While Australia has embarked on an ambitious contact-tracing endeavor in its fight against COVID-19, its Down Under neighbor has some big news of its own. New Zealand has announced it's now able to downgrade its coronavirus alert to "Level 3," per the New Zealand Herald, meaning many businesses will be able to reopen, because the island nation has "won that battle" against the virus, per Prime Minister Jacinda Ardern. "There is no widespread undetected community transmission in New Zealand," Ardern said Monday, per NPR, adding that the country had "currently" eliminated the virus. Reports of new virus cases in New Zealand are now in the single digits, with a total of 19 dead overall since the pandemic struck.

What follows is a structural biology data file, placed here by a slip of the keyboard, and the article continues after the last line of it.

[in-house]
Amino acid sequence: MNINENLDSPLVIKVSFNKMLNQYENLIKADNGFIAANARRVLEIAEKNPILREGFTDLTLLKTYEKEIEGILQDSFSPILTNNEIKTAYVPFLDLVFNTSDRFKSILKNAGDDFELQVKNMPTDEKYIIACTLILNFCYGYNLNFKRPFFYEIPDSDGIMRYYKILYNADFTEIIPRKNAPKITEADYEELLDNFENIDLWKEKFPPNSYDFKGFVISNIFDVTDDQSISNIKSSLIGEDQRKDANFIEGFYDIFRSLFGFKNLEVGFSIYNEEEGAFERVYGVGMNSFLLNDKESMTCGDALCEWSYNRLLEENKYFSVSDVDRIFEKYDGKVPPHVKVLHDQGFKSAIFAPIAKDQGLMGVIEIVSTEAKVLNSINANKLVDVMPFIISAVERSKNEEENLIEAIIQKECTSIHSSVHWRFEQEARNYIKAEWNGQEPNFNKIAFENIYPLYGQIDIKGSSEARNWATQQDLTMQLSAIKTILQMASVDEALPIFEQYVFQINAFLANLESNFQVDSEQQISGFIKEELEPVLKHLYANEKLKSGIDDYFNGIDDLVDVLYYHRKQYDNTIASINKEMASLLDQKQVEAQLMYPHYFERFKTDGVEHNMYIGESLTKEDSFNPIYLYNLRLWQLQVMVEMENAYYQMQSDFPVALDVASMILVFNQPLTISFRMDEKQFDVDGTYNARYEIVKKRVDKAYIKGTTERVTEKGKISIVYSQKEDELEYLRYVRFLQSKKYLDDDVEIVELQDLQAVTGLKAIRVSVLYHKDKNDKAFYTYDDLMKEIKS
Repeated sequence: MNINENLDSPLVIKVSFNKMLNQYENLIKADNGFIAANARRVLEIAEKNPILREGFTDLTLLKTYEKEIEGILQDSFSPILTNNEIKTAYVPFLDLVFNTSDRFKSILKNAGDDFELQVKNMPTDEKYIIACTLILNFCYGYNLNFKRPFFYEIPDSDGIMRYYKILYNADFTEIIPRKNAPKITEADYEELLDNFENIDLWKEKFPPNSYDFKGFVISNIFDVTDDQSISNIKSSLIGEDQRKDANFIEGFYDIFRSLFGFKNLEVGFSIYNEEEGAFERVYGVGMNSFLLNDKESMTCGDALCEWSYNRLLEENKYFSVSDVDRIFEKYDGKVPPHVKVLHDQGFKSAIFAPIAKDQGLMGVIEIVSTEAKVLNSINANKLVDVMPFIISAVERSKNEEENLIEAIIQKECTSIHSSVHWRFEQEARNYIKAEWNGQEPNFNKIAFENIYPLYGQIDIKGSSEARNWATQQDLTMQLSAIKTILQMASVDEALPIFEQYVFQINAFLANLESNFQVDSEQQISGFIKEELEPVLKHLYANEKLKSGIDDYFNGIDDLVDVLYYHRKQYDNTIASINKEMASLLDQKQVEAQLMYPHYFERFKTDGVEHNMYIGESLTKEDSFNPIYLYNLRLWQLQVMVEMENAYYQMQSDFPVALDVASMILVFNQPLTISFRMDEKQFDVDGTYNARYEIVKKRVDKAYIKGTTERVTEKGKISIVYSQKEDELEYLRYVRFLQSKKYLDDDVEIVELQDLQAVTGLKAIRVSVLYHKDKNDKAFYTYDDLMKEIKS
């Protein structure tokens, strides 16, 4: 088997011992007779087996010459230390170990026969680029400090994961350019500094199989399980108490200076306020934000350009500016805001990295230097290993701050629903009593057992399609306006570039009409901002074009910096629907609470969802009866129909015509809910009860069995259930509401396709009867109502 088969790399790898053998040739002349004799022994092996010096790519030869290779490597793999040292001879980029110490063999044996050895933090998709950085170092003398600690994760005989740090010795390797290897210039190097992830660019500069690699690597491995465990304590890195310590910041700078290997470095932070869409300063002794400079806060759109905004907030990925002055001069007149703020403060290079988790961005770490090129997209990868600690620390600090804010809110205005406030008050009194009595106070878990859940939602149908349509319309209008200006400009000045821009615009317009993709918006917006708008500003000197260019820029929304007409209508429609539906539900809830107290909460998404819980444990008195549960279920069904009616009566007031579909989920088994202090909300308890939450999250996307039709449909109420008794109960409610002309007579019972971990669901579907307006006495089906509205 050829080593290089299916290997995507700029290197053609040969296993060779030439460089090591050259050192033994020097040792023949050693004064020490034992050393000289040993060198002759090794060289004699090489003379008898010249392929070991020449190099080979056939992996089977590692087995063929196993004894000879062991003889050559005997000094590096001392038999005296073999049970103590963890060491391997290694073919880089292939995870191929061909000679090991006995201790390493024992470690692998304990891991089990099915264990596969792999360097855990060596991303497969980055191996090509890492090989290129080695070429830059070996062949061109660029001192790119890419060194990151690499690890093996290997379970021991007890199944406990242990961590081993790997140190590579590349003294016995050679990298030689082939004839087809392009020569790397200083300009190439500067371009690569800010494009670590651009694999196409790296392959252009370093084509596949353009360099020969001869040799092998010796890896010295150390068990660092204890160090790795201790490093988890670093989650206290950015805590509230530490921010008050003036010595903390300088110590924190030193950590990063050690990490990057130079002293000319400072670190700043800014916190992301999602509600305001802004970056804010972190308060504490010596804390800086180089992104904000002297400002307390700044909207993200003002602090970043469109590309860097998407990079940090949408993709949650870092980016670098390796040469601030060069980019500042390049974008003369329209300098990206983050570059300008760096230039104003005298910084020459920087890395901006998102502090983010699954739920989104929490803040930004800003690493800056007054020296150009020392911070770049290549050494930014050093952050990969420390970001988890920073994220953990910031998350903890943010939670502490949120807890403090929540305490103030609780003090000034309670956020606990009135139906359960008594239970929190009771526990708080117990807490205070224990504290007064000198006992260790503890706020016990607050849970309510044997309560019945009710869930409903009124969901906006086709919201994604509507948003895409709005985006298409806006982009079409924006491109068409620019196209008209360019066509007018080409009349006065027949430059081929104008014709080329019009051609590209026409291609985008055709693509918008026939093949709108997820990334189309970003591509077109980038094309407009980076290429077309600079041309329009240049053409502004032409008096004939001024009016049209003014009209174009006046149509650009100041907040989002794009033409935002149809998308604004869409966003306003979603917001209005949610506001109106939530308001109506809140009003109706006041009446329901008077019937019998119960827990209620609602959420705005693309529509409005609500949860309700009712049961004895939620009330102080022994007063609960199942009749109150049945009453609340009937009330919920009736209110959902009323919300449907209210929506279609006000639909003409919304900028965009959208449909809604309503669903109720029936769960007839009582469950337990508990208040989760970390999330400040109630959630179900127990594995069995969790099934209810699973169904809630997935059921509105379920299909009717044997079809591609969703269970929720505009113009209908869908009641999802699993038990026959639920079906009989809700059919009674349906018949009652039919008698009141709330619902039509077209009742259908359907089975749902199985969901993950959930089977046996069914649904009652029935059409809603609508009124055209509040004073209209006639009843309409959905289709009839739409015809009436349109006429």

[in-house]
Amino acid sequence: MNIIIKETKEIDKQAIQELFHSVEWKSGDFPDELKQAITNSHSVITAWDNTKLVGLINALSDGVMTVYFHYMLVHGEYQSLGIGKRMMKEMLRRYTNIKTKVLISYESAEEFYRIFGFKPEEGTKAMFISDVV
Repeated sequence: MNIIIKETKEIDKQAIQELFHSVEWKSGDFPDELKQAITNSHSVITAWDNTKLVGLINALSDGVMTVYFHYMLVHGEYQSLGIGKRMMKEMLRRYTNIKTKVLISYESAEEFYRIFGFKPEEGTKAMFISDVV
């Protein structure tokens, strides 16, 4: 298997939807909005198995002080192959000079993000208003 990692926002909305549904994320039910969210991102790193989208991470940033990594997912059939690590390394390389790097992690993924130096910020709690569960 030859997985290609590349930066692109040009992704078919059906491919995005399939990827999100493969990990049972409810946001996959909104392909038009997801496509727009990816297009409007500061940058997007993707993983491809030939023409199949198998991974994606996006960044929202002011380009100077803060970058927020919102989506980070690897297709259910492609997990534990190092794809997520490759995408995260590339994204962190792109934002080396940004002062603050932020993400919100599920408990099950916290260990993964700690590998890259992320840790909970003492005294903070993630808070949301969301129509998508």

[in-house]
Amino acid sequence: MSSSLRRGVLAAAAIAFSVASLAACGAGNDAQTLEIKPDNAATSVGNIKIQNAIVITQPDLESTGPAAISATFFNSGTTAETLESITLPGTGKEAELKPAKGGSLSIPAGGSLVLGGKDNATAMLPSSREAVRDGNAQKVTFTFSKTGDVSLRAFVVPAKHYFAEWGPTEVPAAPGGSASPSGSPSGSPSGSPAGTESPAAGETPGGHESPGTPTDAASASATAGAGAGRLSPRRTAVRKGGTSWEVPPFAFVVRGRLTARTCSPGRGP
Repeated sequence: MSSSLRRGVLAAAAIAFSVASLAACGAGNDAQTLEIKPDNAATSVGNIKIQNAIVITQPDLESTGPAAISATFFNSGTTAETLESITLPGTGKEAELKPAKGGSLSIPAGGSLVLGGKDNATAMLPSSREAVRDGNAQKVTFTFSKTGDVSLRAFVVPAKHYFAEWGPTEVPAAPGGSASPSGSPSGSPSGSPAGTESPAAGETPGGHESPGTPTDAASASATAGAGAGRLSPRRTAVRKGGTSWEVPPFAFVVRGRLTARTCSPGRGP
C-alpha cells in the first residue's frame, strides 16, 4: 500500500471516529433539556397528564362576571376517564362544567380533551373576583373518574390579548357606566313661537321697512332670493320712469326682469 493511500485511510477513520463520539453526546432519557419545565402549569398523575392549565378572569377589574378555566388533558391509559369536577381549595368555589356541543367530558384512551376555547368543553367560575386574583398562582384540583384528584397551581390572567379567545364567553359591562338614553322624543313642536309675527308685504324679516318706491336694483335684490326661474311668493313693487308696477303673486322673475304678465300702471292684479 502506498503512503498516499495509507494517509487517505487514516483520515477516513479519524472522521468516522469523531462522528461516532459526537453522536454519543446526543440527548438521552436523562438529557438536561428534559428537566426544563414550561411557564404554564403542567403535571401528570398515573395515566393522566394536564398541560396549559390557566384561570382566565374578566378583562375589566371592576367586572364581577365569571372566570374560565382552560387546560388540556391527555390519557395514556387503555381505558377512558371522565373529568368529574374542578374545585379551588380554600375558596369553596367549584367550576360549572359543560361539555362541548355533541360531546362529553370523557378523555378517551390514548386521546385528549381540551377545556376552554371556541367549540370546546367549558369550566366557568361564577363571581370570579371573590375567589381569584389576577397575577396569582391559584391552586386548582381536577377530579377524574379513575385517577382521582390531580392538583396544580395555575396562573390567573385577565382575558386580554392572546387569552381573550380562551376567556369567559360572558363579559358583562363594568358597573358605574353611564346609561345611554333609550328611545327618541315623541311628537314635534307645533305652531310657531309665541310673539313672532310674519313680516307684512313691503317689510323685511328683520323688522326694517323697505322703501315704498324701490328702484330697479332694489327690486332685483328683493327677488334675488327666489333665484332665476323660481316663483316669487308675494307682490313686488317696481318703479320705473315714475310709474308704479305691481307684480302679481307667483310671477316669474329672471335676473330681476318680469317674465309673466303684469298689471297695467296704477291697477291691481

The BBC attributes this to Ardern's rigid restrictions when there were only a few dozen cases, including closing the nation's borders, heading into strict lockdown, and doing large-scale testing. Ardern and New Zealand's director-general of health note elimination doesn't mean there'll be no new cases of COVID-19, just that going full force with contact tracing should keep everything under control. It also means that although businesses that don't require face-to-face contact will be able to open—as will such venues as supermarkets, gas stations, and pharmacies—Ardern still wants New Zealanders to be "vigilant" and stay home unless it's absolutely necessary: Mass gatherings are still a no-go, most schools and shopping centers will stay closed, and the country's borders remain shut down. "Through our cumulative actions we have avoided the worst," she said. (Read more New Zealand stories.)